Leonard Settlers in United States in the 17th Century
- Solomon Leonard, who landed in Massachusetts in 1633
- James Leonard settled in Virginia in 1635
- Katherine Leonard, who arrived in Virginia in 1635
- Henry Leonard settled in Massachusetts in 1640
- Thomas Leonard settled in Barbados in 1660
Leonard Settlers in United States in the 18th Century
- Cha Leonard, who landed in Virginia in 1703
- Richard Leonard, who arrived in Virginia in 1714
- Pierre Leonard, who landed in Louisiana in 1718-1724
- Jean Baptiste Léonard, who lived in New Orleans with his two sons in 1727
- Frédéric Léonard, who was a property owner in New Orleans in 1732
Leonard Settlers in United States in the 19th Century
- James Leonard, who arrived in America in 1801
- John Leonard, who arrived in New York in 1802
- Jane Leonard, aged 20, landed in New York, NY in 1803
- Robert Leonard, aged 21, landed in Philadelphia, Pennsylvania in 1804
- Rog Leonard, who landed in New York, NY in 1812
Leonard Settlers in Canada in the 18th Century
- Catherina Leonard, who landed in Nova Scotia in 1757
- Catherine Leonard, who arrived in Halifax, Nova Scotia in 1778
- Mrs. Leonard, who landed in Halifax, Nova Scotia in 1778
Leonard Settlers in Canada in the 19th Century
- Margaret Condon Leonard, who landed in Nova Scotia in 1826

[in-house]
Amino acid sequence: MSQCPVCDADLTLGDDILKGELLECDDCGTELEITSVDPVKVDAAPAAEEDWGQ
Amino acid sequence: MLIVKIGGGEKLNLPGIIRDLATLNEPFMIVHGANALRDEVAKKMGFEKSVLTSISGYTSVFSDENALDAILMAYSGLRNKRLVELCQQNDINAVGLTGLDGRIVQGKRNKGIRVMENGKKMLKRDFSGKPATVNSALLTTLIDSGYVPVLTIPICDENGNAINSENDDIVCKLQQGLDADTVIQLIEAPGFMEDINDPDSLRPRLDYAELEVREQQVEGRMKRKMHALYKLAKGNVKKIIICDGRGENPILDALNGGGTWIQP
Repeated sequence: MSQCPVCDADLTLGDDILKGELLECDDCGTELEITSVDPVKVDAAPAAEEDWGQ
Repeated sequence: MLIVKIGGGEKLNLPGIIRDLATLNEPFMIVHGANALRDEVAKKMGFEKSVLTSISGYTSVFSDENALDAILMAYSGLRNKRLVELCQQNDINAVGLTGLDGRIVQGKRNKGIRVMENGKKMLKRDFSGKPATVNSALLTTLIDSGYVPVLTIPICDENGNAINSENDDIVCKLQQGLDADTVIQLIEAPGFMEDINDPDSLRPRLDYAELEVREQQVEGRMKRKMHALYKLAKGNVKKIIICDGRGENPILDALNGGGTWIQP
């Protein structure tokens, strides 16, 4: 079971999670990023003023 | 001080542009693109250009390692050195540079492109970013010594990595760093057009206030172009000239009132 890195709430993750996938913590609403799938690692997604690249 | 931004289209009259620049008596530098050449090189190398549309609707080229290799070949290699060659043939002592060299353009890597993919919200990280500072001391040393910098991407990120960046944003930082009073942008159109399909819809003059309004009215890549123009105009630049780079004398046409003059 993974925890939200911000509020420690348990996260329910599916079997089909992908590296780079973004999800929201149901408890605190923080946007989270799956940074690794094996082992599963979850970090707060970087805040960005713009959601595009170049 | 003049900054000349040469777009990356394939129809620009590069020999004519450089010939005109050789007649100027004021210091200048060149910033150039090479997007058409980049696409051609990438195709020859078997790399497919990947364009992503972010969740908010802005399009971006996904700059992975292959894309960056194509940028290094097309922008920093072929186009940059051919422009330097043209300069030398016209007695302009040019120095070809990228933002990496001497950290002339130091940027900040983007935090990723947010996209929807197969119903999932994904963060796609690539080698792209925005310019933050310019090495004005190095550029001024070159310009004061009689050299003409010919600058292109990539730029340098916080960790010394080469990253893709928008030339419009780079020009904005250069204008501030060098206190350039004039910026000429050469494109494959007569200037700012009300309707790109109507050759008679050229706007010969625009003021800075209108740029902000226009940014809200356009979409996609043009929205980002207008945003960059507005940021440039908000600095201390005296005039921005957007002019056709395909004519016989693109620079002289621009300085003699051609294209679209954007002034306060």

- Abraham Leonard, who arrived in Canada in 1831
- Francis Leonard, who arrived in Canada in 1834
- Reuben Leonard, who landed in Canada in 1834
- John Leonard, aged 21, a labourer, arrived in Saint John, NB in 1834 aboard the brig "Trafalgar" from Galway
Leonard Settlers in Australia in the 19th Century
- Henry Leonard, English convict from Berkshire, who was transported aboard the "Arab" on July 3, 1822, settling in Van Diemen's Land, Austraila
- Harriett Leonard arrived in Adelaide, Australia aboard the ship "Theresa" in 1847
- Lucy Leonard arrived in Adelaide, Australia aboard the ship "Theresa" in 1847
- Andrew Leonard arrived in Adelaide, Australia aboard the ship "Trafalgar" in 1847
- Walter Leonard arrived in Adelaide, Australia aboard the ship "Caspar" in 1849